Its a problematic idea with unfortunate side effects. A genius is a revolutionary by definition, a risk-taker and a law-breaker. Wasnt something of this idea behind the special treatment Karolinska gave Macchiarini? Surely, he got away with so much because he was considered an exception to the rules with more than a whiff of the Nobel about him. At any rate, some of his most powerful friends were themselves Nobel judges until, with his fall from grace, they fell too.

If there is a moral to this tale, its that we need to be wary of medical messiahs with their promises of salvation.

Read the rest here:
Dr Con Man: the rise and fall of a celebrity scientist who fooled almost everyone – The Guardian

Recommendation and review posted by Bethany Smith

FDA Cracks Down on Stem Cell Clinics But Patients Are Still at Risk – TIME

On Monday, the U.S. Food and Drug Administration (FDA) announced that the agency is targeting clinics that offer unproven stem cell therapies, calling such offices “unscrupulous clinics” selling “so-called cures.” The FDA seized materials from one clinic in California, and sent a warning letter to another in Florida.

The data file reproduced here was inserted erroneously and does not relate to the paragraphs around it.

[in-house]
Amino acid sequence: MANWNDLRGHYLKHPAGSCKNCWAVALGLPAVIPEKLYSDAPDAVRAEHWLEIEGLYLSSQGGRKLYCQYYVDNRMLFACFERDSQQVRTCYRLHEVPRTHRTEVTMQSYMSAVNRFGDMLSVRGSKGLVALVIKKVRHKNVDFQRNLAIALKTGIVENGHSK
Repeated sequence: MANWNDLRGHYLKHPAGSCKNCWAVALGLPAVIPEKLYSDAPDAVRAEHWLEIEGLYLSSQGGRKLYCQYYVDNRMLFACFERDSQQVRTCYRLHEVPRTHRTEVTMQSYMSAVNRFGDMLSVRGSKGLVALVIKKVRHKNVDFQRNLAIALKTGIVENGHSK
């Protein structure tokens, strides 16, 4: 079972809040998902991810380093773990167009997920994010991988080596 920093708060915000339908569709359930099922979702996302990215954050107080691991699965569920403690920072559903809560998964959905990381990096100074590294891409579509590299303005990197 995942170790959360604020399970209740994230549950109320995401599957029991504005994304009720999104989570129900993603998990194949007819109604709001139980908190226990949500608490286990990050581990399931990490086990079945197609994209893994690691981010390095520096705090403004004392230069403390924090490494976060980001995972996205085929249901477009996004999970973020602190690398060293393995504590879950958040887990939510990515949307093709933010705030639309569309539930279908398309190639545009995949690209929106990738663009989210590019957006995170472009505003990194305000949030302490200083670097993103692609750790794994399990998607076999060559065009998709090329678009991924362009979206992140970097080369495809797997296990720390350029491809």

The FDA will not allow deceitful actors to take advantage of vulnerable patients by purporting to have treatments or cures for serious diseases without any proof that they actually work,” said FDA Commissioner Dr. Scott Gottlieb in a statement.

The agency announced that on Friday, Aug. 25th, U.S. Marshals seized five vials of a vaccine that is intended for people at a high risk for smallpox (for example, people in the military) from StemImmune Inc. in San Diego, California. The FDA says it learned that StemImmune was using the vaccines as well as stem cells from body fat to create an unapproved stem cell therapy. On its website, StemImmune says “The patients own (autologous, adult) stem cells, armed with potent anti-cancer payloads, function like a Trojan Horse, homing to tumors and cancer cells, undetected by the immune system.” The stem cell treatment was injected into the tumors of cancer patients at the California Stem Cell Treatment Centers in Rancho Mirage and Beverly Hills, California.

MORE: Three People Are Nearly Blind After Getting a Stem Cell Treatment